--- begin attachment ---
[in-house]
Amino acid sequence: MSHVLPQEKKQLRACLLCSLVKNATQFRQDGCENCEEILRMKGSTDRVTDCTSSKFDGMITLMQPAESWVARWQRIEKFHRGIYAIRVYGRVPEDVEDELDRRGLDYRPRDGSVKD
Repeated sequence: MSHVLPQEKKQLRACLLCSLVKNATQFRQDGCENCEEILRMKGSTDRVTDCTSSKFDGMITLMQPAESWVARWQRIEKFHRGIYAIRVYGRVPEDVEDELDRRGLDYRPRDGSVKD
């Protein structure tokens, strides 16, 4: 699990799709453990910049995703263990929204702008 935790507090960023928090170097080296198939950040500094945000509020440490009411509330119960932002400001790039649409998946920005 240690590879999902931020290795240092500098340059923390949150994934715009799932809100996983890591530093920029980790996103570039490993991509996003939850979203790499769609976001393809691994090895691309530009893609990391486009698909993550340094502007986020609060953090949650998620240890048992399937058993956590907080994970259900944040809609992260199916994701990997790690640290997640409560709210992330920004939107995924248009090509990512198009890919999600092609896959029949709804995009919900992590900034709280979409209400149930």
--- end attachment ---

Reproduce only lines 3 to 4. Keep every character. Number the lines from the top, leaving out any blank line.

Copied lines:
Repeated sequence: MSHVLPQEKKQLRACLLCSLVKNATQFRQDGCENCEEILRMKGSTDRVTDCTSSKFDGMITLMQPAESWVARWQRIEKFHRGIYAIRVYGRVPEDVEDELDRRGLDYRPRDGSVKD
């Protein structure tokens, strides 16, 4: 699990799709453990910049995703263990929204702008 935790507090960023928090170097080296198939950040500094945000509020440490009411509330119960932002400001790039649409998946920005 240690590879999902931020290795240092500098340059923390949150994934715009799932809100996983890591530093920029980790996103570039490993991509996003939850979203790499769609976001393809691994090895691309530009893609990391486009698909993550340094502007986020609060953090949650998620240890048992399937058993956590907080994970259900944040809609992260199916994701990997790690640290997640409560709210992330920004939107995924248009090509990512198009890919999600092609896959029949709804995009919900992590900034709280979409209400149930």